DMV to Employees: Don’t Void Your Own Tickets
A former D.C. Department of Motor Vehicles employee has lost his bid to get his job back after he was fired for essentially voiding $720 in traffic tickets and penalties, according to recent decision by the Office of Employee Appeals.
Brian Bacon worked for the DMV as an "adjudication services" employee with the power to "suspend" tickets for six months, city records show. He was fired for suspending several of his own tickets, sometimes more than once, he racked up while parking near his office, city records show.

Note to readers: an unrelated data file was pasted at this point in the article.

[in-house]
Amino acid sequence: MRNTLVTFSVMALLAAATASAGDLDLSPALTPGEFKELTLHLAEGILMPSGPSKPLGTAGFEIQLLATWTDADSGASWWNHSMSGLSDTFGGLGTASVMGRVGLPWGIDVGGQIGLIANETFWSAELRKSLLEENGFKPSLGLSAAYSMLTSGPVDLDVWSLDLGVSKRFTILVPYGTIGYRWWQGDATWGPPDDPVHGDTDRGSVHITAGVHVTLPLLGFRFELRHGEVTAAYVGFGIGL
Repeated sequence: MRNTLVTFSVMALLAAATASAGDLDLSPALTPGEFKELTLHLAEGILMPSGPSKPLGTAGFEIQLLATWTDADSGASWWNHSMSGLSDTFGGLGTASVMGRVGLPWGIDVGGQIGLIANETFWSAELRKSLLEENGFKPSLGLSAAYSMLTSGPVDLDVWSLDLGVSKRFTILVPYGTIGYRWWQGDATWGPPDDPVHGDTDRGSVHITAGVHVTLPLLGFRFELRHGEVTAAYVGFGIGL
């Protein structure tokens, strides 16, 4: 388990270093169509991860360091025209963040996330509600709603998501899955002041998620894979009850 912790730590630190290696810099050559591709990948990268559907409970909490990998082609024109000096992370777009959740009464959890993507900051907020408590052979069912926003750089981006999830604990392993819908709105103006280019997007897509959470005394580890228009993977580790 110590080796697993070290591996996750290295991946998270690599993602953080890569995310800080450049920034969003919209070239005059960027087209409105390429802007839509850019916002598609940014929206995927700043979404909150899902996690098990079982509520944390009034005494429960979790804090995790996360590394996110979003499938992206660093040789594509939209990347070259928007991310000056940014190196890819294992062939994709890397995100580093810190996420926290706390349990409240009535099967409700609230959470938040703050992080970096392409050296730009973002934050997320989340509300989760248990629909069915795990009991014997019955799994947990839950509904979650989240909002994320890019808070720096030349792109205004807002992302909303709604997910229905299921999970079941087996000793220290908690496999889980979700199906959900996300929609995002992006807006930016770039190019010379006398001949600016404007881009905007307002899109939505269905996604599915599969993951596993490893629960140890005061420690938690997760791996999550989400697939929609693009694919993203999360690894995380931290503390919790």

"You used your position for private gain," the DMV wrote to Bacon went it fired him in 2009. "By suspending your personal tickets late penalites were never assessed, collection notices were never mailed to your home and unpaid tickets were never referred to collections." The DMV add that Bacon's actions would "adversely affect the confidence of the public" in the DMV and the "District government as a whole" if publicly known. Now the public knows! Confidence affected!
In his defense, Bacon said the DMV didn't have a clear policy on employees suspending their own tickets, and he didn't purposely break any rules. The Office of Employee Appeal's administrative judge disagreed, saying Bacon's case was undermined by the fact that he'd previously "followed the proper procedures" for contesting his own tickets.